The daughters of the late Annie Lee Bryson (left to right) – Norma Clayton, Carolyn Wiggins and Anna Allen – accepted the Mountain Heritage Award on their mother’s behalf from Clifton Metcalf (right), WCU vice chancellor for advancement and external affairs.

Shindig on the Green

For more than 40 years, Shindig on the Green has been one of the finest cultural traditions in the city of Asheville and across WNC, Philyaw said. An outdoor concert held “along about sundown” on summer Saturdays in the city’s downtown, the shindig presents traditional Appalachian music and dance to thousands of local residents and visitors from around the world, stimulating awareness and appreciation for the cultural heritage of the region, he said.

Shindig on the Green began in 1967, but it traces its origins back further, to the advent of its parent festival, the Mountain Dance and Folk Festival. The festival was started in 1928 by noted musician and folklorist Bascom Lamar Lunsford to spread the beauty and quality of Southern Appalachian music and dance traditions. It was out of that tradition that Shindig on the Green was founded by Jackie and Earl Ward, Bob Lindsay and Jerry Israel, with the help of other Folk Heritage Committee members, as a place for musicians in the area to gather and play.

Asheville’s Shindig on the Green has been showcasing Appalachian music and dance for more than 40 years. (Photo courtesy of Erin Brethauer, Asheville Citizen-Times.)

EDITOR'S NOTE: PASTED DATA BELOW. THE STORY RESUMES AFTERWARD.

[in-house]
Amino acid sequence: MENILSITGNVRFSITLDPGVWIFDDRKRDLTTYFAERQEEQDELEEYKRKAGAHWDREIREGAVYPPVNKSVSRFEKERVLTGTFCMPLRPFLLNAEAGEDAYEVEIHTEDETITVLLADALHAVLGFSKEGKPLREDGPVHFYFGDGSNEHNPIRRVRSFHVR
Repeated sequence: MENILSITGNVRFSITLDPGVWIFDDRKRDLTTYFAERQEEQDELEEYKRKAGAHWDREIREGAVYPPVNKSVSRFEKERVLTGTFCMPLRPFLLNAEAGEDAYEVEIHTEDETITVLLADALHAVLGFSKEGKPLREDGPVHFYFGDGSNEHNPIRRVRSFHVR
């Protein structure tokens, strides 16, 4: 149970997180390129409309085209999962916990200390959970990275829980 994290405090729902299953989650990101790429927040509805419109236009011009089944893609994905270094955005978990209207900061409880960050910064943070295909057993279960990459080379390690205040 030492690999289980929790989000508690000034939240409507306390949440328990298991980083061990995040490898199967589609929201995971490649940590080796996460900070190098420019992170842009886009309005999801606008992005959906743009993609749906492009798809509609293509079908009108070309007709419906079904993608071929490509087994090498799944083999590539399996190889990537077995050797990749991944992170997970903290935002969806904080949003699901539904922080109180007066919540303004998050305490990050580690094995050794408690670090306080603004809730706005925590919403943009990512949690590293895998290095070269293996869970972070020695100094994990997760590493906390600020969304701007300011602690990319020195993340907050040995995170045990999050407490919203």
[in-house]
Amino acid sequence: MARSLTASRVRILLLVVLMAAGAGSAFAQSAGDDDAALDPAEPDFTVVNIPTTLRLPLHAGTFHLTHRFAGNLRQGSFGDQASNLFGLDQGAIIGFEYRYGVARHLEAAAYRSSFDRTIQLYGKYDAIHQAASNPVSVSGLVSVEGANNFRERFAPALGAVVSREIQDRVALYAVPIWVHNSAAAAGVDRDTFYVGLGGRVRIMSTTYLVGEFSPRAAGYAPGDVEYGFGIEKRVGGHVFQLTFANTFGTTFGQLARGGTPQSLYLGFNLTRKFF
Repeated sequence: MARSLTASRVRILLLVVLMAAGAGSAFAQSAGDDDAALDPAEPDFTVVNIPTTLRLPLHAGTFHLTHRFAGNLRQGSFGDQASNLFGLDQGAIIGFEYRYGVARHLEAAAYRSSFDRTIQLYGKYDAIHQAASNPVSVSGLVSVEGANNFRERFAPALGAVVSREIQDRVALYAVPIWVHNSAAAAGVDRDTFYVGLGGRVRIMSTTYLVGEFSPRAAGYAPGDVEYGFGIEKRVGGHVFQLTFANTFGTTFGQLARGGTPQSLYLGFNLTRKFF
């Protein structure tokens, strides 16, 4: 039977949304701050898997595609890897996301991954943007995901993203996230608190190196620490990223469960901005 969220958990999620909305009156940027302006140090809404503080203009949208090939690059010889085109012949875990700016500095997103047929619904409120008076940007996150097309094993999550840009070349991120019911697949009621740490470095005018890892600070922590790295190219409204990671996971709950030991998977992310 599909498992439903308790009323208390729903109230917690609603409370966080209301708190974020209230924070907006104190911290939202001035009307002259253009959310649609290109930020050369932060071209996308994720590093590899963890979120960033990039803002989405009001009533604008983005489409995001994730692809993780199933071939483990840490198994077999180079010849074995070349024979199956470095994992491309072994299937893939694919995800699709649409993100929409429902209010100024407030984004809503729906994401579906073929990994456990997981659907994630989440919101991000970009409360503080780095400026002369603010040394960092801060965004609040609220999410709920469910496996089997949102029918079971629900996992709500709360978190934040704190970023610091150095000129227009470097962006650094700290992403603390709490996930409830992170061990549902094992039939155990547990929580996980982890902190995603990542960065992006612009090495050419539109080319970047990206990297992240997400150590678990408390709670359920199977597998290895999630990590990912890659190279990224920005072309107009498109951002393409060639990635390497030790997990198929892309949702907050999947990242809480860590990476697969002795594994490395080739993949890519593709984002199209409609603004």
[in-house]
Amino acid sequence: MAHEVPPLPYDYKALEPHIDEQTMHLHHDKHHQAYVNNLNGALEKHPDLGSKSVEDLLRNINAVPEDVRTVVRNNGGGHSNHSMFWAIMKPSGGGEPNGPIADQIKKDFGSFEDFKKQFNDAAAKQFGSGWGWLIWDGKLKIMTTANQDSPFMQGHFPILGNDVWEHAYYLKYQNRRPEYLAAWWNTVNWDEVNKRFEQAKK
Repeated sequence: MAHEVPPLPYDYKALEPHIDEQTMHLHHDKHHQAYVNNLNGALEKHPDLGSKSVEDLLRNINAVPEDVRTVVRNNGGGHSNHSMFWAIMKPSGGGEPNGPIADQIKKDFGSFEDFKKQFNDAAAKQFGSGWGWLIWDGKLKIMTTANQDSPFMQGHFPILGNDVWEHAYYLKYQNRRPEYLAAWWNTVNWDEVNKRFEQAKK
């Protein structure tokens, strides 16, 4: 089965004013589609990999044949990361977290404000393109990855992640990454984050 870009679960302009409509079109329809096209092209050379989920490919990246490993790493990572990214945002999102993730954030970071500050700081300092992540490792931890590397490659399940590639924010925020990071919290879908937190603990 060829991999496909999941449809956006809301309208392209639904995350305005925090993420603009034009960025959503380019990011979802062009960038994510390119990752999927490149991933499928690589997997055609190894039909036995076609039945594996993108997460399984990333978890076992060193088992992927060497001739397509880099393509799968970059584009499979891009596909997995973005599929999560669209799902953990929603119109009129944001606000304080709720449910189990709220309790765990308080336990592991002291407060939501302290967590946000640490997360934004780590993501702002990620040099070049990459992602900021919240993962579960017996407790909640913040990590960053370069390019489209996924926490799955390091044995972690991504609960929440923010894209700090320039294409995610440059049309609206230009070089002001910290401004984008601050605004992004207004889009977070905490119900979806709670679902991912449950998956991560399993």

Asheville’s Shindig on the Green has been showcasing Appalachian music and dance for more than 40 years. (Photo courtesy of Erin Brethauer, Asheville Citizen-Times.)

The Folk Heritage Committee is a group of 18 dedicated individuals who work throughout the year to produce the Mountain Dance and Folk Festival and Shindig on the Green, Philyaw said. The committee operates under the umbrella of the Community Betterment Foundation (a part of the Asheville Area Chamber of Commerce). The committee is independently responsible for raising all the funding needed to produce both events.

Shindig on the Green always has featured the best of the region’s traditional bluegrass music, and that focus is personified in the event’s longtime house band, the Stoney Creek Boys, Philyaw said. Along with that group, the shindig features all the other staples of Appalachian culture – old-time string bands, big-circle mountain dancers, clog dancers, smooth dancers, ballad singers and storytellers. The weekly events also are well known for attracting other talented local musicians who gather nearby to participate in their own jam sessions, and the best of those musicians are handpicked to perform onstage during the shindig.

The Shindig on the Green recently completed its 44th season, a series of eight Saturday night events held on the newly minted Bascom Lamar Lunsford Stage at the new Pack Square Park. The concerts had been relocated to nearby Martin Luther King Park for three years while the new facilities were constructed.

(Some of the information above was provided courtesy of the Folk Heritage Committee and Carol Rifkin.)

Folk Heritage Committee member Glenn Bannerman accepted the Mountain Heritage Award on behalf of the committee.

WCU’s Mountain Heritage Awards are presented each year in recognition of outstanding contributions to the preservation or interpretation of the history and culture of Southern Appalachia; or in recognition of outstanding contributions to research on, or interpretation of, Southern Appalachian issues.

Glenn Bannerman (foreground), a member of Asheville’s Folk Heritage Committee that produces Shindig on the Green, accepted the Mountain Heritage Award on behalf of the committee.

Glenn Bannerman (foreground), a member of Asheville’s Folk Heritage Committee that produces Shindig on the Green, accepted the Mountain Heritage Award on behalf of the committee.